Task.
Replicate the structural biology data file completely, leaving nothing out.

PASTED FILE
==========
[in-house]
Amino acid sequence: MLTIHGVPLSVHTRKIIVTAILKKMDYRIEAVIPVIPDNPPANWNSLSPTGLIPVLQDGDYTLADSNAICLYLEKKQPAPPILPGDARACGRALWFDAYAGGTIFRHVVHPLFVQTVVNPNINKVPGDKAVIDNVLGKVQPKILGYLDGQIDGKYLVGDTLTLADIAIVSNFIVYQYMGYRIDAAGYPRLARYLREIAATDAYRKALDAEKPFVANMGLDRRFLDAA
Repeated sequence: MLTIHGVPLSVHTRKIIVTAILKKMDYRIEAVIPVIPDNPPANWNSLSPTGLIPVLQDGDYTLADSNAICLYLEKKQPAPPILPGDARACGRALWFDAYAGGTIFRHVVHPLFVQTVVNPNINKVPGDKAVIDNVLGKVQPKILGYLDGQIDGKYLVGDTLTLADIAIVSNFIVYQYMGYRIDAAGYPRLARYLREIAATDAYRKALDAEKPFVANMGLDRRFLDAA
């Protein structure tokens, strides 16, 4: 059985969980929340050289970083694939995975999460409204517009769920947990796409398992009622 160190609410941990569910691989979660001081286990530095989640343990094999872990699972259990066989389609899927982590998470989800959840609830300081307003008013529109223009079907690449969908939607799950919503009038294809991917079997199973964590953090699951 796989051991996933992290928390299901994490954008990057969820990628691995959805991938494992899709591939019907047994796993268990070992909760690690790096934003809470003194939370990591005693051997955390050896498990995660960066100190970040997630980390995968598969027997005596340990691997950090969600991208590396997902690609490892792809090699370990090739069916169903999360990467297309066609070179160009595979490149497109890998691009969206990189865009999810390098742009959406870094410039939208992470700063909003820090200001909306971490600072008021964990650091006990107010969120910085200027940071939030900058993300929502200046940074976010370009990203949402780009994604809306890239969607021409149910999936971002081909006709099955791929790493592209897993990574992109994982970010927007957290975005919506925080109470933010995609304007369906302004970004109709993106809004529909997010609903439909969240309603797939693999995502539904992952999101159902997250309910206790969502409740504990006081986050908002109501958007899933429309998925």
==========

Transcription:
[in-house]
Amino acid sequence: MLTIHGVPLSVHTRKIIVTAILKKMDYRIEAVIPVIPDNPPANWNSLSPTGLIPVLQDGDYTLADSNAICLYLEKKQPAPPILPGDARACGRALWFDAYAGGTIFRHVVHPLFVQTVVNPNINKVPGDKAVIDNVLGKVQPKILGYLDGQIDGKYLVGDTLTLADIAIVSNFIVYQYMGYRIDAAGYPRLARYLREIAATDAYRKALDAEKPFVANMGLDRRFLDAA
Repeated sequence: MLTIHGVPLSVHTRKIIVTAILKKMDYRIEAVIPVIPDNPPANWNSLSPTGLIPVLQDGDYTLADSNAICLYLEKKQPAPPILPGDARACGRALWFDAYAGGTIFRHVVHPLFVQTVVNPNINKVPGDKAVIDNVLGKVQPKILGYLDGQIDGKYLVGDTLTLADIAIVSNFIVYQYMGYRIDAAGYPRLARYLREIAATDAYRKALDAEKPFVANMGLDRRFLDAA
């Protein structure tokens, strides 16, 4: 059985969980929340050289970083694939995975999460409204517009769920947990796409398992009622 160190609410941990569910691989979660001081286990530095989640343990094999872990699972259990066989389609899927982590998470989800959840609830300081307003008013529109223009079907690449969908939607799950919503009038294809991917079997199973964590953090699951 796989051991996933992290928390299901994490954008990057969820990628691995959805991938494992899709591939019907047994796993268990070992909760690690790096934003809470003194939370990591005693051997955390050896498990995660960066100190970040997630980390995968598969027997005596340990691997950090969600991208590396997902690609490892792809090699370990090739069916169903999360990467297309066609070179160009595979490149497109890998691009969206990189865009999810390098742009959406870094410039939208992470700063909003820090200001909306971490600072008021964990650091006990107010969120910085200027940071939030900058993300929502200046940074976010370009990203949402780009994604809306890239969607021409149910999936971002081909006709099955791929790493592209897993990574992109994982970010927007957290975005919506925080109470933010995609304007369906302004970004109709993106809004529909997010609903439909969240309603797939693999995502539904992952999101159902997250309910206790969502409740504990006081986050908002109501958007899933429309998925």